Hanging around social media and just life in general you realise that even allies disappoint. Regularly. Someone who understands race and white supremacy doesn’t necessarily get feminism, or vice versa. So we thought we’d put together a handy guide of things woke male feminists should know and live by.
South Africa has been avidly watching one of the world’s strangest political campaigns ever to grip a democratic country. People have been criss-crossing the land, making strange claims and suggesting that the sky will fall in (or worse … remain as it is) should someone else get elected. And yet some of the arguments advanced are specious. One of the most heard is that Deputy President Cyril Ramaphosa must become the new leader of the ANC “because it is ANC tradition” that the deputy becomes the leader. In a campaign of weak arguments, this is surely one of the weakest. Yet, that it is made at all illustrates the strange world inhabited by the ANC’s candidates. By STEPHEN GROOTES.
Capetonians – at least those who can afford it – need to get used to stockpiling bottled water. This is part of the “new normal” announced by the City of Cape Town this week as it implements Phase One of its water crisis plans. But while there’s now no doubt as to the severity of Cape Town’s water problem, there is still considerable vagueness from the City as to how and when its plans are being applied. By REBECCA DAVIS.
Thanks to an electronic monitoring device that went missing, Dineo Kgatle spent 26 months behind bars for doing nothing wrong. In a ruling that could see a precedent-setting damages claim, his arrest and incarceration have been declared unlawful. By CAROLYN RAPHAELY for the Wits Justice Project.
Acting Chief Procurement Officer Willie Mathebula proclaimed his office’s automated supplier register as “quite an achievement”, but was evasive regarding the review of contracts at SAA. The official list of reviews of contracts worth more than R10-million presented to finance committee MPs included troubled state-owned entities Eskom and Prasa alongside the SABC. SAA slipped in during questions by Parliament’s finance committee. That’s not unsurprising as the national airline received R5.2-billion in government bailouts in the past three months. By MARIANNE MERTEN.
Both South Africa and the United States experienced mass shootings recently. Eleven young black men were shot and killed in Marikana, Phillipi East, an informal settlement 25km from Cape Town on Friday 29 September; on Sunday 1 October 59 concert-goers attending a country music festival in Las Vegas were gunned down. While worlds apart, in more ways than one, both mass-shootings have three things in common. By PETER STOREY and ADELE KIRSTEN.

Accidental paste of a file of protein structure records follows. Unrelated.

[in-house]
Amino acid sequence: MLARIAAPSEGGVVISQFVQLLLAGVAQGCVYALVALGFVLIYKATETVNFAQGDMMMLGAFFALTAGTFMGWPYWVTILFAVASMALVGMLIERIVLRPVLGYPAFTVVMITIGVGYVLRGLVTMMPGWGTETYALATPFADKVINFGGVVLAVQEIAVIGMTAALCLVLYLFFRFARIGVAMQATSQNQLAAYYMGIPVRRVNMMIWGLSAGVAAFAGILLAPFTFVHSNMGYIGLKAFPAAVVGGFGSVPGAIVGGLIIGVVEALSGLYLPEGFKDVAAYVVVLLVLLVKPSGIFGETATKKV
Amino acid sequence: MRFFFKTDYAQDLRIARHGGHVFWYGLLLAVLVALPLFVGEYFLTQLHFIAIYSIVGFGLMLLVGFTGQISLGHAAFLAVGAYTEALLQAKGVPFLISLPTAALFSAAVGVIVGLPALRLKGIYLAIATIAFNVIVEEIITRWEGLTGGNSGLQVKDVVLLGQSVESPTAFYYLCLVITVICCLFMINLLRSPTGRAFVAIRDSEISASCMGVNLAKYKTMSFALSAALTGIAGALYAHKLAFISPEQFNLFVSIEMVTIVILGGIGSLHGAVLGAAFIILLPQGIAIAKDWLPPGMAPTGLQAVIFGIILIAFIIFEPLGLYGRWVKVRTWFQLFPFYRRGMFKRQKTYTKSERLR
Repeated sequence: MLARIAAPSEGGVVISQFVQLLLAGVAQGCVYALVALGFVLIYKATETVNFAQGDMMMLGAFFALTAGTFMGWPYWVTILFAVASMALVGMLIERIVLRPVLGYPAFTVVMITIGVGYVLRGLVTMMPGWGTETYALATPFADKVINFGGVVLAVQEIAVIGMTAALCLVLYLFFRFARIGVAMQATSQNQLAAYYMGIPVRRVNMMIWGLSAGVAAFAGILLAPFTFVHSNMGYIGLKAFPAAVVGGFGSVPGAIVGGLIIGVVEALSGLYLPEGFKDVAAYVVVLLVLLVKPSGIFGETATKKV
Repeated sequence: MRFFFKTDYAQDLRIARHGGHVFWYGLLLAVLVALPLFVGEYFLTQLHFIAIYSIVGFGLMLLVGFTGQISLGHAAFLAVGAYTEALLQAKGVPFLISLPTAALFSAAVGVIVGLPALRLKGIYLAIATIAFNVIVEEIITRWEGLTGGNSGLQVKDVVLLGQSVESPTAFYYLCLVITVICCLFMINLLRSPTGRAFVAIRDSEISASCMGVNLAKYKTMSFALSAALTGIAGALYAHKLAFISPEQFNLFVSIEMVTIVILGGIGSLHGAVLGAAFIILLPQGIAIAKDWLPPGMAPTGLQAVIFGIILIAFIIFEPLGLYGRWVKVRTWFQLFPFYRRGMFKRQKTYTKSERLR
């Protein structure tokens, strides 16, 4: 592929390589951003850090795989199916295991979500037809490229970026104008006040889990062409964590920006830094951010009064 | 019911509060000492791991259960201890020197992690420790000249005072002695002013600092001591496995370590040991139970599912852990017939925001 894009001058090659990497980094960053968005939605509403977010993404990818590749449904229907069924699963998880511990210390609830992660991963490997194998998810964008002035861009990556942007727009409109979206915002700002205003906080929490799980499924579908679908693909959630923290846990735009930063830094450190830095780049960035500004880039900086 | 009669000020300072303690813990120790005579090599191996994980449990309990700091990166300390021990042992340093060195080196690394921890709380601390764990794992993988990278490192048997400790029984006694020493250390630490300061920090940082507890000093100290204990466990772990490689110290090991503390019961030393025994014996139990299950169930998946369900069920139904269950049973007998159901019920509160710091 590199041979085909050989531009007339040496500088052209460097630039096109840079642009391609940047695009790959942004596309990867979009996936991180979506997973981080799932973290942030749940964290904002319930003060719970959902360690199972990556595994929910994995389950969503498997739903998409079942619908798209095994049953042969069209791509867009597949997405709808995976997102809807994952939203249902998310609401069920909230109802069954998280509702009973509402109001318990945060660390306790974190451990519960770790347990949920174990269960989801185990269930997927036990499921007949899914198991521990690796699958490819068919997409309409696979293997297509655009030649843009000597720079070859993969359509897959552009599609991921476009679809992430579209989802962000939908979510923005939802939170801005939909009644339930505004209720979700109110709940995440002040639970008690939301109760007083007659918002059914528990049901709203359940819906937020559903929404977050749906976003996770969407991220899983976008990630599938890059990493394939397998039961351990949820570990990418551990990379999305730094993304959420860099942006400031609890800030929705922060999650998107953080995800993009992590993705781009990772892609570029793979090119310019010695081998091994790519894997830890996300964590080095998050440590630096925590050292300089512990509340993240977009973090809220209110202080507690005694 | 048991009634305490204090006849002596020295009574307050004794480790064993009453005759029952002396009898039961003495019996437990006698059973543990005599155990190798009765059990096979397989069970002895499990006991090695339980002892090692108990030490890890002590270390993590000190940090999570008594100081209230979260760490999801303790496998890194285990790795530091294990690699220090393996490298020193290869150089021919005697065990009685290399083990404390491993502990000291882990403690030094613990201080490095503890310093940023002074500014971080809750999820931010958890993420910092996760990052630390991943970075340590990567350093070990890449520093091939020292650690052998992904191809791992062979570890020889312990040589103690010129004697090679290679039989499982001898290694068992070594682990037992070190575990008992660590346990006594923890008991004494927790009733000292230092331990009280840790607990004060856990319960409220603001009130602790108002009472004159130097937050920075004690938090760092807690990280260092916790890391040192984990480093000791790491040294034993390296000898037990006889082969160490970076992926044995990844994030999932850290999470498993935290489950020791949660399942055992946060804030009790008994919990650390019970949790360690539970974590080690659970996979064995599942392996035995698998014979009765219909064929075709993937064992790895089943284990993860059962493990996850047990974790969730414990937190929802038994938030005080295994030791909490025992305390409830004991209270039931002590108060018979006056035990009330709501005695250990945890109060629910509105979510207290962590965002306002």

The Independent Electoral Commission has to collect addresses for all 26-million registered voters before the 2019 elections. It has made strides, suggesting a lack of addresses on the roll won’t curtail the vote, but it still has to update seven million voters’ details. The appointment of Sy Mamabolo as chief electoral officer is likely to help the IEC maintain its perception of integrity. By GREG NICOLSON.
The University of Johannesburg still has a long way to go in addressing its racial makeup to more accurately reflect the population of South Africa, but it has made significant strides in improving gender imbalances among its academics. This was revealed when senior management appeared at hearings into gender transformation at institutions of higher learning this week. By PUSELETSO NTHATE.
Government officials launched a mega housing and development project in the East Rand area on Tuesday. The launch of the multi-million project brought smiles to the faces of many who have been living in squalor for years, but just not enough to dispel doubt that promises will be delivered. By BHEKI C SIMELANE.
The new enemy in South Africa is corruption. This is not the time to be silent. Have we lost our backbone? What is the spark that will light up your fire – that will make you stand up and be counted and be among the guardians of our interests?
It’s a common fact that there are two sides to the corruption coin. The Payer – very often government with its huge chequebook – and the Payee, generally businesses in the private sector that supply goods and services to government. Corruption is not a one-sided affair. This dance needs two players and the more skilful the dancers, the more they are able to cream from the Treasury trough.